New Nobel physics laureate Shuji Nakamura never imagined that his revolutionary blue LED project would have such an impact on science and commerce, according to Optics.org. He explains that in a visit to Florida, his first trip outside his native Japan, he realized that he needed postgraduate qualification in order to have a successful research career. In Japan, that meant publishing five or six articles in reputable science journals. And so, in pursuing his PhD, Nakamura revolutionized the lighting world.
Using gallium nitride, earlier researchers failed to grow sufficiently large, defect-free crystals that would emit enough light. Nakamura’s work proved that it could be done and that the GaN LED could have a substantial impact on commercial lighting production, which is unusual for Nobel-prizewinning technologies.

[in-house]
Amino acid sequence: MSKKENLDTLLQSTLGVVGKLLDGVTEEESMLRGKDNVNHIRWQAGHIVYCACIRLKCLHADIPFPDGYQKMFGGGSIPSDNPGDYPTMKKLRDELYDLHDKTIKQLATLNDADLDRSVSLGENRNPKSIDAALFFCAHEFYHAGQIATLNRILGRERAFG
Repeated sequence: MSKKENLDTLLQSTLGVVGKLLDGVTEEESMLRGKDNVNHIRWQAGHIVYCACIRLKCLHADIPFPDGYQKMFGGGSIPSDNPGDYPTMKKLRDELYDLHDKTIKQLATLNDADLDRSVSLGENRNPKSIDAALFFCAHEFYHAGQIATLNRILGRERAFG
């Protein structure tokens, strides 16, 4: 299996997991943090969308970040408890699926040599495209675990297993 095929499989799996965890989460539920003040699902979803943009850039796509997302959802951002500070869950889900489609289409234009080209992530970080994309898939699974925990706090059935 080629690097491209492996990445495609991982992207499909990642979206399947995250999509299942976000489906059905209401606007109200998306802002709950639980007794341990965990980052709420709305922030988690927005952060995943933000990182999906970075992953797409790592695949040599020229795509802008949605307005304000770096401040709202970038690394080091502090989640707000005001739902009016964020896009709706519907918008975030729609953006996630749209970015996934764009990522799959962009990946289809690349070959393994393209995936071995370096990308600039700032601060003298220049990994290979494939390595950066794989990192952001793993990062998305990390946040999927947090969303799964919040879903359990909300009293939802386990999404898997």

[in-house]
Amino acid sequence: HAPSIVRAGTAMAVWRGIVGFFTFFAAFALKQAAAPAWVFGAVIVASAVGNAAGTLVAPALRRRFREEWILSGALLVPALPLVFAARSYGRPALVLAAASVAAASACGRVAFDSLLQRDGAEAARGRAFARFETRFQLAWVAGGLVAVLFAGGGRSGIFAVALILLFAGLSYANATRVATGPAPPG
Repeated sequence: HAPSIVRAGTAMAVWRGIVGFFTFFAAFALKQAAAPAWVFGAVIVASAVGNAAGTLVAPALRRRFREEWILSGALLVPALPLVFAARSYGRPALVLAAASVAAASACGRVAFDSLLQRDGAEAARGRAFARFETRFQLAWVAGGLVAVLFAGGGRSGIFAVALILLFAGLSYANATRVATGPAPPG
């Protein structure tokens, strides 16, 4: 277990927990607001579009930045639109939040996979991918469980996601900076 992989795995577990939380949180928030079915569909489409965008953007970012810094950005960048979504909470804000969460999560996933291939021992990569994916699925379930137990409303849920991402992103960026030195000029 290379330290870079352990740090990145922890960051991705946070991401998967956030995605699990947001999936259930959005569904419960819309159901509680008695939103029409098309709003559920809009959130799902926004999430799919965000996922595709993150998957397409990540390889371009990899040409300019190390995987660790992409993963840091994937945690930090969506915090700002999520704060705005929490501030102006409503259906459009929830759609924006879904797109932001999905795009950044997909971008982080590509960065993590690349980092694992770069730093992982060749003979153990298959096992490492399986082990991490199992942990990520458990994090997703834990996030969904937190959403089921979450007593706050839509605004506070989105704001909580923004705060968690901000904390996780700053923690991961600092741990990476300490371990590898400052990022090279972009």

After enjoying his brief taste of freedom in the United States and frustrated with Nichia, his Japanese employer at the time, he became interested in starting his own company. This interest also motivated his work on the blue LED. In Japan, there was slim possibility that he could start his own company, due to the discrimination and strict expectations for corporate employees in Japan.
The commercial lighting industry is currently in transition. The LED market was already worth $17.7 billion and had created 250,000 jobs by the end of 2013, according to analyst company IHS, but jobs are also being lost from traditional incandescent bulb manufacturing. The LED lighting market is still only in its early stages of development, and it is well positioned for growth due to increasing demand for efficient lighting technologies. The market is expected to evolve over the next decade.
Nakamura is co-founder of Soraa and has placed himself in the “GaN-on-GaN” camp, where the light-emitting semiconductor layers are grown on a native substrate. “In the U.S., you can do anything,” he said, “But you have to work hard.” Nakamura is now working hard at the commercial application of his revolutionary technology.